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Kathleen 
        Nellis

Kathleen Nellis

Profession
Costume Designer / Maker
College
London College of Fashion
Kathleen  Nellis

Biography

In only two years Kathleen Nellis has gone from being a MA Costume Design for Performance graduate to working in major film productions like Phantom Thread. In this interview with LCF, the London-based costume designer and maker tells us all about her journey and how she got to where she is now.

Interview

How did you get the opportunity to work in the production of Phantom Thread?

I was lucky enough to be recommended by my tutors to the Head Cutter on the Phantom Thread film, who had put out a call looking for a Costume Trainee Maker. I went for an interview and was offered the job on the spot. It was due to start straight after I finished my course, and it was an amazing opportunity to be given straight after finishing my degree.

I bet it was not only a huge opportunity, but also a big challenge for you. Do you remember working in other projects that you found particularly challenging?

I worked in the costume department for the Sky One TV series, 'Bounty Hunters.' For this show we had a limited amount of time to prep costumes before filming began, and the filming took us to the middle of nowhere in Spain for months at a time. It was a challenging project due to the conditions of filming in the desert, as well as living there and only being able to socialise with the people you work with during this time! Working abroad always sounds extremely glamorous but it definitely comes with its challenges.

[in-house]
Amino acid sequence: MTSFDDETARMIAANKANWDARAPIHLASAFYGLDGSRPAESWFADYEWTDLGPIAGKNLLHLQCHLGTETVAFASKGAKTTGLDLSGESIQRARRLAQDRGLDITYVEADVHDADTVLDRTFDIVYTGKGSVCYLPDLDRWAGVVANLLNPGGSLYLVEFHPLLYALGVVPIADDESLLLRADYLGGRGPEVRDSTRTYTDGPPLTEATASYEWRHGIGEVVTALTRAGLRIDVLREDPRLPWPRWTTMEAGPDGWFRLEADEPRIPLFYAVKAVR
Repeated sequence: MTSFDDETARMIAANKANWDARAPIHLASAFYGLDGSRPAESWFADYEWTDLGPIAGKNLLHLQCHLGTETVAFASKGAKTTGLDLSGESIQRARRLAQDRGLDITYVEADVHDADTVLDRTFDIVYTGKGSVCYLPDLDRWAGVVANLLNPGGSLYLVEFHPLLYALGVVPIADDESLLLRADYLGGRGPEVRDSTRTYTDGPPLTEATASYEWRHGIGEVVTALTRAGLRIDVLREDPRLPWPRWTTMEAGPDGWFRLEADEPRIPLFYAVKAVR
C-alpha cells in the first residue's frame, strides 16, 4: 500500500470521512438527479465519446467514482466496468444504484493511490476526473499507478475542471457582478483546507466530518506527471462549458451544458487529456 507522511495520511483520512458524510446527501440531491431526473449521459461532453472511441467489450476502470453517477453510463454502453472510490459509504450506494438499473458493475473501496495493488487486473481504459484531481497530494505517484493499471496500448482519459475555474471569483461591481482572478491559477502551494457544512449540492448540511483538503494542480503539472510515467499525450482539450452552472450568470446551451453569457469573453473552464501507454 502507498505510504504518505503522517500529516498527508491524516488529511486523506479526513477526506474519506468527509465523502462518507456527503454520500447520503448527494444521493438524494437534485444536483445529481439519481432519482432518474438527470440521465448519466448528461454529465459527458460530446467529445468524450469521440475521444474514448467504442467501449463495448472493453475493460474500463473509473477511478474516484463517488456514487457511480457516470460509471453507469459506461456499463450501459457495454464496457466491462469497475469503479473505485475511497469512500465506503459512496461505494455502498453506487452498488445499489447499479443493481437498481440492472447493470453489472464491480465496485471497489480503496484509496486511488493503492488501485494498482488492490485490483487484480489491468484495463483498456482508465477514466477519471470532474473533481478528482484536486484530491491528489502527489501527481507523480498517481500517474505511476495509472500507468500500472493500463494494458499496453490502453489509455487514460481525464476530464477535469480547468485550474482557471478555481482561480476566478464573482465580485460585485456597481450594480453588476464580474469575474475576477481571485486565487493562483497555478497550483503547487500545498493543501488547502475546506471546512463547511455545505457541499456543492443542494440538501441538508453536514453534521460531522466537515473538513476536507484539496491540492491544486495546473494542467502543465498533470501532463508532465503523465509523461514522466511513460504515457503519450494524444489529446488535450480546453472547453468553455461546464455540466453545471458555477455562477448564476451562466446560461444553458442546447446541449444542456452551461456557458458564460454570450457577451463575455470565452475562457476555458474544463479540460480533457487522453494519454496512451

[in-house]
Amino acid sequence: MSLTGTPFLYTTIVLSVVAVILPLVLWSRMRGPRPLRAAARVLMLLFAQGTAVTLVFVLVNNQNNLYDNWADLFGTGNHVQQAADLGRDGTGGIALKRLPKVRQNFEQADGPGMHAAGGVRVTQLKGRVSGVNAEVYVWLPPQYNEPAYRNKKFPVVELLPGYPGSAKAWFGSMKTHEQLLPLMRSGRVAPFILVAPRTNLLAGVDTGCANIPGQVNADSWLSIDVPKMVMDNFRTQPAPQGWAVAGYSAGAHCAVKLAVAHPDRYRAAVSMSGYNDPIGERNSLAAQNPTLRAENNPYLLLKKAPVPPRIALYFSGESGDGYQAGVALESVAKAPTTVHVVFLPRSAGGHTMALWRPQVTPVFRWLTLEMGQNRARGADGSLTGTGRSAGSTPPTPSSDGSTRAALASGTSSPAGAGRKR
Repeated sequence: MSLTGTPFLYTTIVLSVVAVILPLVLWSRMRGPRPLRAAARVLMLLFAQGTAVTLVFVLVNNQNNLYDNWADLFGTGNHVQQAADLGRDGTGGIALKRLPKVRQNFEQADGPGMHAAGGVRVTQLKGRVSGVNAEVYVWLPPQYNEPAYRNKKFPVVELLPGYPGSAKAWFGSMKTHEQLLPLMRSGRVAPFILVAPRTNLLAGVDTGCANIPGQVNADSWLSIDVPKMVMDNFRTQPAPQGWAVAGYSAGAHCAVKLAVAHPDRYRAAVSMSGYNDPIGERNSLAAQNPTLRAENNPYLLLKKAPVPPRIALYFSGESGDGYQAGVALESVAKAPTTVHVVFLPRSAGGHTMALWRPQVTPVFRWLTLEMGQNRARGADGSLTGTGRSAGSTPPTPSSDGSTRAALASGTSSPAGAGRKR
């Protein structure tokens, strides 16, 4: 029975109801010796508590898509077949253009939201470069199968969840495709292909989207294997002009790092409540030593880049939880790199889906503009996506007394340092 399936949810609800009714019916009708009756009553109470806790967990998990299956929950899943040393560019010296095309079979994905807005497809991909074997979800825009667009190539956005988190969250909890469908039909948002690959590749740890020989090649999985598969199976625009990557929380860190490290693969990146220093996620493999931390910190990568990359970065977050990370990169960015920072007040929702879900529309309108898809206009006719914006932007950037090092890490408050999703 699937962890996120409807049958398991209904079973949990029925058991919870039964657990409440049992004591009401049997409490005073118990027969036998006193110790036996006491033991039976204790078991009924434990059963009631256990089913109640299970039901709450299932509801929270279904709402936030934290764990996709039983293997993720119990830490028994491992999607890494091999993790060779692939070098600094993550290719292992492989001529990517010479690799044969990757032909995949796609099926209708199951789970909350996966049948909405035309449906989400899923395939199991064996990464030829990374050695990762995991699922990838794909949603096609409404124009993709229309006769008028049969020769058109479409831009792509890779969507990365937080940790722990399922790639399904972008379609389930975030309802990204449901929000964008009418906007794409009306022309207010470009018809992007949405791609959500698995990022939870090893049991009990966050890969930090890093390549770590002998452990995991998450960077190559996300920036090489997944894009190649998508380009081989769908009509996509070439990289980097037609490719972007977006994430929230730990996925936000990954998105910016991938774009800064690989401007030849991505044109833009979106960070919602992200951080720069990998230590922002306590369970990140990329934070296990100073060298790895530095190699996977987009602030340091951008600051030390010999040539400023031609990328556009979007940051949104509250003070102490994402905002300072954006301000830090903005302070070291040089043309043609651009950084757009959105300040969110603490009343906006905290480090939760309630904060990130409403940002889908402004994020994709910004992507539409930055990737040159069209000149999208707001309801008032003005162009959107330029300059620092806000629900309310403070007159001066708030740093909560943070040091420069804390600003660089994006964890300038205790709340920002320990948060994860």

From all the projects you've worked on, which one are you most proud of?

I am most proud of my work as the costume designer on the Iris Theatre production of The Three Musketeers. This was my first job in which I had 10 amazing people helping me to create my designs. I had a micro budget to work with in order to design and create 40 costumes for the show but it was the most enjoyable work I have done so far. Theatre allows you to be so creative when it comes to costuming characters, and the costumes we managed to create for this show were a true reflection of team work and fun. They were very well received in reviews and the show itself was nominated for a number of off-West End awards.

You've had the chance to experience what it is like working in productions for cinema, TV and theatre. Which one do you prefer?

"The creativity and freedom involved in the design and creating of costumes is great."

Theatre is my favourite place to work when it comes to costume. The creativity and freedom involved in the design and creating of costumes is great. I also enjoy being my own boss and having the time to work from my studio in London. Film and TV is enjoyable in its own way, but I find that theatre is the best place for stepping out of the boundaries of precision and being able to explore different ways of creating and interpreting costume.

Did you always know what you wanted for your career?

I had previously studied BA in Fashion Design in Leeds and had worked in the fashion industry for a few years at the high-end brand Jenny Packham. I realised that, as much as I loved clothing design, I was not in love with fashion and knew that the only path I wanted to take was costume, seeing as I was a massive fan of film and costume on screen.

What made you choose the MA Costume Design for Performance at LCF?

"I decided that the MA at LCF was the best one for me. The amount of creative freedom the course allowed you to have, whilst still giving expert teaching and guidance in creating costumes...was the perfect fit for me."

Having done my research and having lived and loved London, I decided that the MA at LCF was the best one for me. The amount of creative freedom the course allowed you to have, whilst still giving expert teaching and guidance in creating costumes, and expanding your design horizons, was the perfect fit for me.